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Working In These Times

Monday, Nov 23, 2009, 6:29 am

OSHA to Retailers: Practice Safe Sales

BY Lindsay Beyerstein

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A child looks into a Macy's Christmas window display November 20, 2009 in New York City. Retailers are hoping the holiday shopping season will deliver a boost in sales following a dismal year in the midst of a recession.   (Photo by Mario Tama/Getty Images)

Black Friday traditionally marks the beginning of the Christmas shopping season. With so many Americans struggling to make ends meet this holiday season, deeply discounted merchandise may be more appealing than ever.

But remember last year's annual Blitz Friday sale? It turned deadly when a 34-year-old maintenance worker was trampled to death by a mob of shoppers at a Long Island Wal-Mart. Shoppers literally took the doors off their hinges and rushed the door, crushing Jdimytai Damour under foot.

Wal-Mart was ultimately cited by OSHA for poor crowd control and fined $7,000. The company also had to pay $2 million and come up with a better crowd control plan for all its New York stores as part of a deal with the Nassau County District Attorney.

Crowd-related injuries at special sales have become more common in recent years, according to the Occupational Safety and Health Administration (OSHA), which last week issued crowd control guidelines to help retailers keep their employees and customers safe during the holiday rush.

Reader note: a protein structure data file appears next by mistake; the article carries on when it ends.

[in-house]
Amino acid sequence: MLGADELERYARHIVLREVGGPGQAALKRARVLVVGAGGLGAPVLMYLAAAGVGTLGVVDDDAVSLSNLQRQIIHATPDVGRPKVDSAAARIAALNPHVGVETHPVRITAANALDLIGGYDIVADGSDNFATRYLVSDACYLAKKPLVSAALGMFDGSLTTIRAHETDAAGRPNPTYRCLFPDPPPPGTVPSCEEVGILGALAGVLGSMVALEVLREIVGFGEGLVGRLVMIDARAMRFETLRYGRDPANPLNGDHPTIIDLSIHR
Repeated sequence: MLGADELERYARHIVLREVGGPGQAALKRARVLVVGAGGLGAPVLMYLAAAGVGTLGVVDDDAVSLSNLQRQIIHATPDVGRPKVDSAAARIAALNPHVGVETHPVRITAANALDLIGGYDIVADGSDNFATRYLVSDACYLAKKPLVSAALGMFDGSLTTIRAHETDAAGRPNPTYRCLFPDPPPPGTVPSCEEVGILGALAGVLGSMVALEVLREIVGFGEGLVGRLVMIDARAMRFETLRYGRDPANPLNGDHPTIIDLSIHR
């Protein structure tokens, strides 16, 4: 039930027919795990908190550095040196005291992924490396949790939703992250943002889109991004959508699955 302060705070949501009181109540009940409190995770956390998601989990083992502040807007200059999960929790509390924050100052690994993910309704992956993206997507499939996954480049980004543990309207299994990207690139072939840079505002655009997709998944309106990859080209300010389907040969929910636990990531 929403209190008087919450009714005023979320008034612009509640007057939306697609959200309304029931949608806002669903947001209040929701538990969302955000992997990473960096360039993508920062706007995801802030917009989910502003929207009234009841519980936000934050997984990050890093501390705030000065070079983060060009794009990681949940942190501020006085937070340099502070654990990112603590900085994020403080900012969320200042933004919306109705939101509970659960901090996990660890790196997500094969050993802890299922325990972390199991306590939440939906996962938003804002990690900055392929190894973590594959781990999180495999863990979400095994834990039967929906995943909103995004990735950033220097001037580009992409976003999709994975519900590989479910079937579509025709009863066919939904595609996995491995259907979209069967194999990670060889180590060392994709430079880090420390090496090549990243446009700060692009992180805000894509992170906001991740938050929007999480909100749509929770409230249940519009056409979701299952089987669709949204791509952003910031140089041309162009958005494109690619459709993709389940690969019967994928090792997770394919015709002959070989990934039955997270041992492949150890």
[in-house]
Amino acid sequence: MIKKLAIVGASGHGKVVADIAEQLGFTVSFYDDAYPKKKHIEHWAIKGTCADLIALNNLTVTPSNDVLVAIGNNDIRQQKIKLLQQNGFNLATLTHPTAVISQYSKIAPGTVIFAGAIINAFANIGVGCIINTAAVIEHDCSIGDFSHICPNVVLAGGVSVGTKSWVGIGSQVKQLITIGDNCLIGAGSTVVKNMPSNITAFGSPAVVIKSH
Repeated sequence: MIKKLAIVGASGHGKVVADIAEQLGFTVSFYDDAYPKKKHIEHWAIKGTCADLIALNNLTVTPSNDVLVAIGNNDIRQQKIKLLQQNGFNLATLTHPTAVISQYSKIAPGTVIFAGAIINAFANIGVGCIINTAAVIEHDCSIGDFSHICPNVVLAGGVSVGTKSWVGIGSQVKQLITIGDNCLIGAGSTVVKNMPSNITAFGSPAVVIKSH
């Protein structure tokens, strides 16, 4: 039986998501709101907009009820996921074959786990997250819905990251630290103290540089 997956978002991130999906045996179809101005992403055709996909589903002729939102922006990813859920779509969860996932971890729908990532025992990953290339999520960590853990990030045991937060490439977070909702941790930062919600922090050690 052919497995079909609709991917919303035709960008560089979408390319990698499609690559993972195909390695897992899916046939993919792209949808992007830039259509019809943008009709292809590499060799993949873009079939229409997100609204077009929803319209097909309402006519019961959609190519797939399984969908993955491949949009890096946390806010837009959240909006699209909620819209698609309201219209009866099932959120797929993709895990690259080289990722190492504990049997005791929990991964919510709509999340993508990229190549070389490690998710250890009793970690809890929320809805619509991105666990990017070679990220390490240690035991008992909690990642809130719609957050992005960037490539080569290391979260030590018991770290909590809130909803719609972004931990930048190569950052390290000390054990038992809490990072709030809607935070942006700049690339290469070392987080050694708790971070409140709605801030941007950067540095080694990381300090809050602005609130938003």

OSHA recommends hiring professional security to manage crowds at large events.

It sounds like common sense, but some establishments evidently need reminding: A massive sale requires careful planning. OSHA says retailers planning major sales should alert the local police and the fire department, in case things get out of hand. Employees need two-way radios to communicate with each other and bullhorns to talk to the crowd. Clear and legible signs are key.

A strategic setup can prevent tragedy. Ever wonder why velvet ropes and bank lines snake back and forth? Besides packing more people in, a winding line dissipates the momentum of a pushing crowd. 

"Locate shopping carts and other potential obstacles or projectiles inside the
store and away from the entrance, not in the parking lot," OSHA suggests.

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Lindsay Beyerstein is an award-winning investigative journalist and In These Times staff writer who writes the blog Duly Noted. Her stories have appeared in Newsweek, Salon, Slate, The Nation, Ms. Magazine, and other publications. Her photographs have been published in the Wall Street Journal and the New York Times' City Room. She also blogs at The Hillman Blog (, a publication of the Sidney Hillman Foundation, a non-profit that honors journalism in the public interest.

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